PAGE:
Do you remember the days when company interactions with customers would be sent in uniform templates?
They were robotic and carefully calculated; it was almost as though they were worried about showing any signs of personality. But as social media networks have increased in popularity, companies have finally realised the importance of taking a more relaxed approach when it comes to engaging with customers.
We recently heard about the entertaining Twitter conversation between Tesco, Yorkshire Tea, Cadburys and Jaffa Cakes. It was deemed ‘the best Twitter conversation ever’ by Buzzfeed – this is a great example of brands working together to create a successful social media interaction. Unfortunately some brands’ tweets can go horribly wrong. We’ve all heard about at least one disastrous Twitter conversation between a customer and a brand that has led to controversy. Before the company can retract the comment, it’s already spread far and wide across the internet, appeared on our Facebook homepage, Twitter feeds and is set to be turned into a humorous meme, YouTube clip and, worst of all, appear on Buzzfeed’s lists! A PR agency’s worst nightmare, right?
We all remember earlier this year when a ‘very young and inexperienced’ journalist from the Evening Standard tweeted a picture of the embargoed Budget 2013 front page before George Osborne had even addressed the details with members of Parliament. Of course, the paper apologised for the mistake, immediately suspended the junior journalist and swiftly moved on from this mishap; tips that every PR guru would advise.
But nowadays it seems as though brands are actually devising their own controversial Twitter catastrophes in order to hit the headlines. In the case of Burger King, the fast food chain’s Twitter account was hacked, the account name was changed to McDonalds and tweets began to promote their rival burger provider. By the time Burger King had control of their account again they had gained 30,000 new followers and people started to question whether this was actually a tactical ploy to gain followers? If so it certainly worked!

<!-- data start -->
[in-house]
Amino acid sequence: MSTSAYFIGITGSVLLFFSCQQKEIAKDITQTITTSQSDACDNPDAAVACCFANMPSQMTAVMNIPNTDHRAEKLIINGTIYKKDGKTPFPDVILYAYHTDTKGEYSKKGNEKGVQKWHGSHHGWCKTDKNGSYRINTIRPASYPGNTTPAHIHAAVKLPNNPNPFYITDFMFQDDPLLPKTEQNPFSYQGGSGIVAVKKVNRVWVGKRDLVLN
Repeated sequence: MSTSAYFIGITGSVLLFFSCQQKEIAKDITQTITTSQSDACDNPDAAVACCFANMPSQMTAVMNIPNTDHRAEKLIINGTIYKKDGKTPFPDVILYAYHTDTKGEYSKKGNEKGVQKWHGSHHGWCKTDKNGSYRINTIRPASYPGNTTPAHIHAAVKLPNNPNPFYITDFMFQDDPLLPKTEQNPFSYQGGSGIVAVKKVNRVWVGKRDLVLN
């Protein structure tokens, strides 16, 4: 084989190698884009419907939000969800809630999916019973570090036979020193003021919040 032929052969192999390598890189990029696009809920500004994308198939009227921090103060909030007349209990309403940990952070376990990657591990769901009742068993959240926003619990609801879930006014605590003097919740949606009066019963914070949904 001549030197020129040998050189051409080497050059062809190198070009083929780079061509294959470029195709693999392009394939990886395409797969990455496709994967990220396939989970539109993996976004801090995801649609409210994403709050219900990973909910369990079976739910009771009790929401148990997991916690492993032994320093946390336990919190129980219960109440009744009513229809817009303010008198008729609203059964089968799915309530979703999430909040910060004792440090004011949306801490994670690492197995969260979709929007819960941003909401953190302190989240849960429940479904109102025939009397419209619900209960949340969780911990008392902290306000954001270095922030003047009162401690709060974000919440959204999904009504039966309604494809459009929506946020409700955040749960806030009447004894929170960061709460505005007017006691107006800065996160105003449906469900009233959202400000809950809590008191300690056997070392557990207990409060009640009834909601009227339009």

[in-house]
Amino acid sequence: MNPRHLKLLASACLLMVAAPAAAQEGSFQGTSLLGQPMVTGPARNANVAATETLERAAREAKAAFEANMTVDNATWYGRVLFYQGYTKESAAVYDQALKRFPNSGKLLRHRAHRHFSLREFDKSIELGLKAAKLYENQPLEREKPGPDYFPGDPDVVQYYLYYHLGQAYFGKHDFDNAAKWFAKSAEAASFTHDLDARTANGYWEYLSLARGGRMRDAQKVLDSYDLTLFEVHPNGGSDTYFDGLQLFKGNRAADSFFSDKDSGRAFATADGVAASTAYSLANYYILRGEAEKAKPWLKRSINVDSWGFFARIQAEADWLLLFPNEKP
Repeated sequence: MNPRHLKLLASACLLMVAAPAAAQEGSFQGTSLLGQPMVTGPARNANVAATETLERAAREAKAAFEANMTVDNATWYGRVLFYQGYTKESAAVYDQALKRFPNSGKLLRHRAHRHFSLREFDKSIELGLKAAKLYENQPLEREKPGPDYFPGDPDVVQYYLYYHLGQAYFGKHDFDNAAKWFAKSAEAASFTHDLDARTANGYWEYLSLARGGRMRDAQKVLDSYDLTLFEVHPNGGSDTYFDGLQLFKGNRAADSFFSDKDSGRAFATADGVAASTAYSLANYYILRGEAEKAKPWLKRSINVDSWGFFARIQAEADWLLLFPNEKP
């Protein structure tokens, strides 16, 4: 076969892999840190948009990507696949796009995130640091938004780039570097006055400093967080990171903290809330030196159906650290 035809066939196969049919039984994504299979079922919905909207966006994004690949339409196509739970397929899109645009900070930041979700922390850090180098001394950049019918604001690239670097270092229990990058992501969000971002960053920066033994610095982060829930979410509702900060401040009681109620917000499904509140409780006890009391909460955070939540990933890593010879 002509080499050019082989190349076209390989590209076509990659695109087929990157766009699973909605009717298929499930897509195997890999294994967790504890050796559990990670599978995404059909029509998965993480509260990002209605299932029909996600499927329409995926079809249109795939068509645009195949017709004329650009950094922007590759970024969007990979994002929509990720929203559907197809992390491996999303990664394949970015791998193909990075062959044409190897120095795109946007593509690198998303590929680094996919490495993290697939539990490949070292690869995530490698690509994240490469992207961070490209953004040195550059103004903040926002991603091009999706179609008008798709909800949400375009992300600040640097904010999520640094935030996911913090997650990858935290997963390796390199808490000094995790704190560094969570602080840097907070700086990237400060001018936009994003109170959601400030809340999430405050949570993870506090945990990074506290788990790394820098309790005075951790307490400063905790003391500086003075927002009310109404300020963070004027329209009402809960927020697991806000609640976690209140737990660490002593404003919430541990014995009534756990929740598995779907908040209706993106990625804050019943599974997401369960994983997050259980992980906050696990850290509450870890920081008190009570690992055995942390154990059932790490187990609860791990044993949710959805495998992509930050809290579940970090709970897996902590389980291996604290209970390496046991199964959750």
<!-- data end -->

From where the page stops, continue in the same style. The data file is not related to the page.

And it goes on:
However, this isn’t a campaign we would advise for every brand. It takes a lot of confidence to pull this off and when I think of Twitter stunts and confidence I can’t help but think of Kanye West’s recent Twitter outburst about Jimmy Kimmel. Then we have O2’s cheeky tweets to its followers when the network had gone down. Both campaigns were mild enough not to damage their reputation but close enough to have us all talking and cause controversy, subsequently receiving coverage across the globe.
But we do need to ask, how effective are these social media “blunders”? We all love gossiping about the latest Twitter wars and controversies, sure it results in brand exposure, but I fear it will get to a point where we, as consumers, are fed up of engaging with a brand that is constantly controlling its brand image with childish twitter mistakes.
We’re now living in a world where we are bombarded with clever marketing gimmickry. Maybe we just want a brand to be real with us. Is that really too much to ask?